Mitsubishi Electric stuck to flawed internal culture

The Yomiuri Shimbun
Mitsubishi Electric Corp. executives speak to reporters at the company’s head office in Tokyo on Friday.

Revelations that Mitsubishi Electric Corp. has been falsifying train equipment inspection data for three decades have embroiled the maker of everything from home appliances to defense equipment in a scandal that is unlikely to be solved by the resignation of its president alone.

The fallout of the scandal has shown that behind the gilded curtain of one of Japan’s most-venerated companies lies an endemic cycle of chicanery that has been allowed to fester by a corporate culture that discourages workers from rocking the boat and calling out impropriety to their superiors.

Internal investigations have so far identified nearly 84,600 units of air conditioning equipment that were delivered to about 80 companies between 1985 and 2020 without undergoing appropriate inspections.

Nearly 30 employees of Mitsubishi Electric’s regional Nagasaki Works plant in Togitsu, Nagasaki Prefecture, have been found to have been involved in the irregularities, prompting a collective reckoning over what the company has conceded to be a culture of systemic fraud.

‘Internal logic’

“The fact that [the impropriety] has been going on for more than 30 years means that it’s been passed down through the organization systematically,” Mitsubishi Electric President Takeshi Sugiyama said during a press conference convened at the company’s head office in Tokyo on Friday.

What was also revealed at the press conference was the disregard for rules that had continued unchecked for many years at its manufacturing sites. Each product delivered by Mitsubishi Electric was supposed to meet specifications and undergo quality inspections, decided in advance in agreement with each railroad operator or other client. But it turns out that Mitsubishi had instead been conducting these inspections based on its own internal safety criteria for years.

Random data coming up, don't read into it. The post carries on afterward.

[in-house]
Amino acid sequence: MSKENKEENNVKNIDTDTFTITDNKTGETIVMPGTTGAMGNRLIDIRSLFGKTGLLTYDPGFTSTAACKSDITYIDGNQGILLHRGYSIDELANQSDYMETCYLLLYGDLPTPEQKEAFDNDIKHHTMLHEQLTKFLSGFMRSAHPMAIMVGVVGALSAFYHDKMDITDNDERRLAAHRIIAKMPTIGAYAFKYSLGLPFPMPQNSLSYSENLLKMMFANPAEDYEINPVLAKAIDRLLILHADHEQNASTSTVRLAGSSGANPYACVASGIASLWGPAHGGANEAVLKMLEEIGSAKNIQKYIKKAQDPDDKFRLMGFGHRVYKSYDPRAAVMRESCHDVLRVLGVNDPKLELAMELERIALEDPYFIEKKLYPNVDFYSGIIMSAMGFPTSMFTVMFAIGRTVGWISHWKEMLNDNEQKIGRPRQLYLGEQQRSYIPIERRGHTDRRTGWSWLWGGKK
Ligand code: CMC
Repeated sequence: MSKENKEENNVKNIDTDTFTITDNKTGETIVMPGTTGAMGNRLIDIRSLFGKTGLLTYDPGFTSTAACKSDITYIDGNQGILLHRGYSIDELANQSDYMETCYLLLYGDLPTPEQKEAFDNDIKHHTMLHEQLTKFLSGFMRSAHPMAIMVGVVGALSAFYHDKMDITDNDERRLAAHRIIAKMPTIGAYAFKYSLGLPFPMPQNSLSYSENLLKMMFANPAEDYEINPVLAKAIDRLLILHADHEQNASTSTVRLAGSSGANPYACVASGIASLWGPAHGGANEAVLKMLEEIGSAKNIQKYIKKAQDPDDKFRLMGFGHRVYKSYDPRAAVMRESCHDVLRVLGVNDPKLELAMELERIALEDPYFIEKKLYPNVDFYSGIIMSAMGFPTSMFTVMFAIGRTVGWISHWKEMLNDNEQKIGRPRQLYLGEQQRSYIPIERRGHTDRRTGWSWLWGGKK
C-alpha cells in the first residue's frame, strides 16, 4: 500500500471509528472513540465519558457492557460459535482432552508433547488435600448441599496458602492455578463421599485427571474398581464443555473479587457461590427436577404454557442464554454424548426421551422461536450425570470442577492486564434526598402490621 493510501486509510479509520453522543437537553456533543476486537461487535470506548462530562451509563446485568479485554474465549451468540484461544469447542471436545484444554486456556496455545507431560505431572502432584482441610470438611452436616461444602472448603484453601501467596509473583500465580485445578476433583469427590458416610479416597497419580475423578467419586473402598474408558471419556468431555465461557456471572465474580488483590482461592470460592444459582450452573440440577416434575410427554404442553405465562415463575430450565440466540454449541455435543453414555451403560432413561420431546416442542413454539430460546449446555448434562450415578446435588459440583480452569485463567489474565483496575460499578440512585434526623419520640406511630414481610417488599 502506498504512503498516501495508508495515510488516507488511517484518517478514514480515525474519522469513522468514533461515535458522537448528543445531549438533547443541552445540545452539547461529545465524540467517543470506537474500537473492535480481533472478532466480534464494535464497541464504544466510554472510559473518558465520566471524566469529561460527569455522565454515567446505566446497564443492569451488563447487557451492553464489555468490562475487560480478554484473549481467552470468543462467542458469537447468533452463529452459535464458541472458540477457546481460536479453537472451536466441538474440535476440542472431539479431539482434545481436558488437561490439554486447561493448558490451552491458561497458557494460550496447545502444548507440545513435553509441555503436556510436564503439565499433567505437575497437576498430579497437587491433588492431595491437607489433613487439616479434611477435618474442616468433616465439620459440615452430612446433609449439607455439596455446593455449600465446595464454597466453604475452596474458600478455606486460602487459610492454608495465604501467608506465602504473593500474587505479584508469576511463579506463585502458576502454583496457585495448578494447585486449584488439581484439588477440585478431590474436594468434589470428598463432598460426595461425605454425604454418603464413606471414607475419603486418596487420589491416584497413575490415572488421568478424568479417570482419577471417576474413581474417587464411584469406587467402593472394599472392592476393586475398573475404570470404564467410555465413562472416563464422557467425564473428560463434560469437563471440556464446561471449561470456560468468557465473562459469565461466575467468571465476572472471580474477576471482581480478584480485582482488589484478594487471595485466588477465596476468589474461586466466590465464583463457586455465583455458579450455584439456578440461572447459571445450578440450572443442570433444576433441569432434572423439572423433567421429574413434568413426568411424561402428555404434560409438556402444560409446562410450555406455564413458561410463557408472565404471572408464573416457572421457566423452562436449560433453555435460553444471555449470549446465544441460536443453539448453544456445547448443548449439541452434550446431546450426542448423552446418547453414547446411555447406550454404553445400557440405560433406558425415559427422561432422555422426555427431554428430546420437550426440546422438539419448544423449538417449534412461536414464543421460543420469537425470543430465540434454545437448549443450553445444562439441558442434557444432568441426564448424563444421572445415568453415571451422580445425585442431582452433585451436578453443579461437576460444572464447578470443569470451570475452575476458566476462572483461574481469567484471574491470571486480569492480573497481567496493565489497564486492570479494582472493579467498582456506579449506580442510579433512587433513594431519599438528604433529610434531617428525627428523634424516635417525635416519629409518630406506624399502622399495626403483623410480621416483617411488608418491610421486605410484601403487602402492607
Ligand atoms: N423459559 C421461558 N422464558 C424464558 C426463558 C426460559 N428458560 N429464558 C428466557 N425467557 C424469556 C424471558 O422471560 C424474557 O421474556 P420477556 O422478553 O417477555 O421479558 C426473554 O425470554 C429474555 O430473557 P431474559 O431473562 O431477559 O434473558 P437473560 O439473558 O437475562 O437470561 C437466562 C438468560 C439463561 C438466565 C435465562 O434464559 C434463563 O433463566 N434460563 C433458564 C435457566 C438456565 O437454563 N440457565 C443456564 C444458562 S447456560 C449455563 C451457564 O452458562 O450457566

Sugiyama said he was taken aback to learn what had been going on under his nose, as employees prioritized the “internal logic” of Mitsubishi Electric over the demands of the customer. “To be honest, I’m also very shocked,” he said.

At the press conference, however, Mitsubishi Electric maintained its position that there have been no safety problems regarding its products.

Another executive of the company, Hideki Fukushima, made assurances as to the safety of the products at the press conference. “I suppose we could be held responsible for breach of contract, but I don’t think that would be a violation of government regulations,” Fukushima said.

However, distrust has been growing at affected railroad companies, which have been racing to check the safety of their brakes and other components after being informed of the issue by Mitsubishi Electric.

Evolution of fraud techniques

Mitsubishi Electric has conducted three in-house investigations since fiscal 2016 in response to quality problems at its subsidiaries. Nagasaki Works was one of the sites looked at by investigators, but the irregularities had been covered up.

Some employees who continued to falsify data were well aware of their complicity in the wrongdoing and devised diverse methods to cook the books. Employees manipulated conditions to obtain their desired values, instead of the conditions stipulated by standards. Over time, employees refined their methods, to the extent that they even started to use an obfuscating program that automatically generated disparate numbers to make the fake data appear more natural.

Cheating was rampant. In some cases, employees did not even bother to take actual measurements, but instead simply wrote down values guessed based on a product’s design. Others used the results of tests that were conducted without regard to prescribed temperature and humidity conditions.

Excessive workload?

The Yomiuri Shimbun
Mitsubishi Electric Corp. President Takeshi Sugiyama holds a press conference in Tokyo on Friday.

Regarding the reason why the deceptions continued, Sugiyama suggested that employees conducting the inspections were overburdened and may have resorted to fraud in order to make the process more efficient.

“The intention may have been to streamline operations in some way,” Sugiyama said. “The workload may have been too great.”

In recent years, labor problems at Mitsubishi Electric have become more serious, with a string of employee suicides due to power harassment, and people outside the company have pointed out that the strict hierarchical relationship between supervisors and subordinates is a problem.